Sometimes I get an overwhelming urge to rub my face on things I love—like my microscope. Other times I’m so happy to see my tortoiseshell roommate that we bump our heads together.
I talked about why I do that with my friend Dr. Jessica Bell. She’s a veterinarian at Washington State University.
She told me that cats rub their cheeks on things when they’re happy or want to say that thing belongs to them.
“There are scent glands in their cheeks,” Bell said. “The glands release a happy or low-stress pheromone. So, they use it to mark all the places they’re most comfortable or happy. It can be their owner. It can be the doorway. It can be where their food dish is.”
Scent glands make and release chemical messages. Some chemical messages are used by members of the same species to communicate with each other. They’re called pheromones.
Cats have scent glands near their tails, on their bellies, and in between their toes. When a kitten kneads on its mother’s belly while drinking milk, that releases pheromones. When a cat scratches on a scratching post or your couch, that releases pheromones, too.
Cats also have scent glands all over their faces—near their cheeks, lips and foreheads. Those scent glands release five different pheromones called feline facial pheromones. Their main purpose is marking territory. The cat is saying, “This is my place. I feel happy here.” Or “This is a human I like.”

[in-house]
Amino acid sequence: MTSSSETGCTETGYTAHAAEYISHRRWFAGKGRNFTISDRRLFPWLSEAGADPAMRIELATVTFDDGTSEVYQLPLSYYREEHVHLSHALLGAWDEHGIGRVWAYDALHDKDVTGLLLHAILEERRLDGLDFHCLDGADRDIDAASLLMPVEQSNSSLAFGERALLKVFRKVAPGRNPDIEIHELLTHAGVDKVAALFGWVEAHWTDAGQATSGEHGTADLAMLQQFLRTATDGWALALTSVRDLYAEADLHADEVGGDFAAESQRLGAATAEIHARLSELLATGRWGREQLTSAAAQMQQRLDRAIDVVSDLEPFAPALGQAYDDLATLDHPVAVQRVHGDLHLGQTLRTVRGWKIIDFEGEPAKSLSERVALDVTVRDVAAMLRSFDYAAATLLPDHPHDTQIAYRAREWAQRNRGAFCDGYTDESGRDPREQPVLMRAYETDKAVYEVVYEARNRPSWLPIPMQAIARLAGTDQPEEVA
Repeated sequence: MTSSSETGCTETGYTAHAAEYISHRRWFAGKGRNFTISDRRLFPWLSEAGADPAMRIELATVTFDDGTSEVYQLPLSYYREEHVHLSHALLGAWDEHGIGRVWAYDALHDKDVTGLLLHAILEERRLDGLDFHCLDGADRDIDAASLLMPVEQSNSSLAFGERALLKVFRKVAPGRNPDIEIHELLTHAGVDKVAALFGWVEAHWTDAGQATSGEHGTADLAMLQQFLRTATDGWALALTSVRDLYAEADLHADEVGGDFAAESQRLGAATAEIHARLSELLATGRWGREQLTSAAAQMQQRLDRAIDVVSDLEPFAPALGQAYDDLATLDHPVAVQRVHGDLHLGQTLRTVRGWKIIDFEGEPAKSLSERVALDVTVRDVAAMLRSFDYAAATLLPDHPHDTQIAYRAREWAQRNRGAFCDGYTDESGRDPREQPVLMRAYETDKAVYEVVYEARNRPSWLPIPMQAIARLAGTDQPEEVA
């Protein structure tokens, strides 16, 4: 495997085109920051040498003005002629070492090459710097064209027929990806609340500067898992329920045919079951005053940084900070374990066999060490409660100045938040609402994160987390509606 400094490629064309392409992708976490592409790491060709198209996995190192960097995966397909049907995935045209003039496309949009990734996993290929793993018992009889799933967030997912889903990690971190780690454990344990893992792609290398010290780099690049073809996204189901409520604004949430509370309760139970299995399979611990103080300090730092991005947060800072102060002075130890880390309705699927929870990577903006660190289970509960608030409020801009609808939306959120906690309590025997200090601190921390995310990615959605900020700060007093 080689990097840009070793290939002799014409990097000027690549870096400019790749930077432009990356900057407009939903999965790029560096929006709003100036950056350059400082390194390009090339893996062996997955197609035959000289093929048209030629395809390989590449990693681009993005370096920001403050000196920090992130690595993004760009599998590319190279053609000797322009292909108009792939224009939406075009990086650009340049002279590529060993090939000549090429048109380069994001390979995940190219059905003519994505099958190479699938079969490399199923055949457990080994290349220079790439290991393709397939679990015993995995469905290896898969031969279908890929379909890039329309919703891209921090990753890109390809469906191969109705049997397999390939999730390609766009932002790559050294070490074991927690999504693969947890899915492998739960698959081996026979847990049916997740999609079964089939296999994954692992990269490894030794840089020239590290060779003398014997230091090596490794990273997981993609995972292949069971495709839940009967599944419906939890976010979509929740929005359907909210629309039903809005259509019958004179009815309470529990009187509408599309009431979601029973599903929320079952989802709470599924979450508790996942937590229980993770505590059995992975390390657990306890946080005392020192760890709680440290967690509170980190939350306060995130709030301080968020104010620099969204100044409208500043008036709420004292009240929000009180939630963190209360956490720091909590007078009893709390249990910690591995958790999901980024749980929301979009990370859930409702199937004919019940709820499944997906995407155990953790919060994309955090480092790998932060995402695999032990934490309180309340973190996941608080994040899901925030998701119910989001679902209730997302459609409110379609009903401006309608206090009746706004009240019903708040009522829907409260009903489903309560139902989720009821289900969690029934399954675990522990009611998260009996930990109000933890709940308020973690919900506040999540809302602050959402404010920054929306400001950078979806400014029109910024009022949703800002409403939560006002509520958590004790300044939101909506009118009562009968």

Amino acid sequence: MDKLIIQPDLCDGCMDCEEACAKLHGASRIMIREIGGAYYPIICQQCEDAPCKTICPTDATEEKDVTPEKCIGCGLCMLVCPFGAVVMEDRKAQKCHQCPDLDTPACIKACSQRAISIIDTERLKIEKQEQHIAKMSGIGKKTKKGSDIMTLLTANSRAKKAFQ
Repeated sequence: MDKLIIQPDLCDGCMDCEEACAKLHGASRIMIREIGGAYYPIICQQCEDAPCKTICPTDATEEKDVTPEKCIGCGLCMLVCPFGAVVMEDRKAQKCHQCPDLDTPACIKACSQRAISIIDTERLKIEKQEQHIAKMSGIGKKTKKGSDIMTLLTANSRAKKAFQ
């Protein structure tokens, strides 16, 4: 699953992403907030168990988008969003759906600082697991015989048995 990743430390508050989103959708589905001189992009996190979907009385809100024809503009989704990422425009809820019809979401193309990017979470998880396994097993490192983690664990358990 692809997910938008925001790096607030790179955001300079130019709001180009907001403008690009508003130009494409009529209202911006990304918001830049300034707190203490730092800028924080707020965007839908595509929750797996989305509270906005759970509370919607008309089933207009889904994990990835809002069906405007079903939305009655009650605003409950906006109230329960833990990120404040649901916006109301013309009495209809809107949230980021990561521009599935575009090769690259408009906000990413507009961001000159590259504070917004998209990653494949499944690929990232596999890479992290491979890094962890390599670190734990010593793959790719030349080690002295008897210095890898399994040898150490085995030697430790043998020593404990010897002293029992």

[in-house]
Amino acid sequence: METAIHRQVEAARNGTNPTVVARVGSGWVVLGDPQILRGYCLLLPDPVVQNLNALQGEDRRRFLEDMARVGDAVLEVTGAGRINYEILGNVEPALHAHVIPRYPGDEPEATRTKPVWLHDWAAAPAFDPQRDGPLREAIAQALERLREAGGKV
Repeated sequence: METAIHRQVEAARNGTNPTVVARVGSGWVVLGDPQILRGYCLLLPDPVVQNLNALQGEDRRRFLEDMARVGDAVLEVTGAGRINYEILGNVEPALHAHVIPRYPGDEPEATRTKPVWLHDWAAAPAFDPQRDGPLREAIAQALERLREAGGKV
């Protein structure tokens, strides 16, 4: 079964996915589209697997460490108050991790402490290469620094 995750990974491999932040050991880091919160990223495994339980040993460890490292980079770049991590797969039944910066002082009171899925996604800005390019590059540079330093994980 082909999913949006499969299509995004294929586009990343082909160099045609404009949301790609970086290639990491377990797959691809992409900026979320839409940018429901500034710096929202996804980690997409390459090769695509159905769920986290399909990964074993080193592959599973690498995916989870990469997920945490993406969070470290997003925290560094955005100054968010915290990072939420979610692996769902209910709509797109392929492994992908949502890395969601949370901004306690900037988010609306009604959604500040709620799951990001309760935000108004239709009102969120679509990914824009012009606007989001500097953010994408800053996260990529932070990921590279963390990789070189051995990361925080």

Some scent marking behaviors are so common that scientists give them names. Remember how my roommate and I bump our heads together when we’re happy to see each other? That’s called bunting. It’s like a high five, a hug and a chat all in one. Allorubbing is when two cats rub their pelts against each other.
Scientists even make artificial feline facial pheromones that you can spray or diffuse into the air. It’s like putting up a sign that says, “It’s ok. This place is safe.”
“We use pheromones on our blankets and kennels in the veterinary clinic,” Bell said. “We sometimes use it in our exam rooms to help reduce the overall stress load on the cat—or how they interpret the stress.”
Cats pick up pheromones using their noses and special sacs on the roof of the mouth called the vomeronasal organ. It’s part of the cat’s smelling system. It connects to the cat’s brain and works like a scent analyzer.
Have you ever seen a cat grimace? It opens its mouth and pulls back its lips while lifting its head and tongue. That’s called Flehmen’s response. Cats do it when they smell something interesting. It’s like taking a big sniff with your mouth.
Lots of animals have vomeronasal organs like cats do, including elephants, snakes and turtles. Most humans do, too. But whether that organ picks up human pheromones or no longer functions at all is still a mystery.
Maybe someday a clever cat like you will sniff out the answer.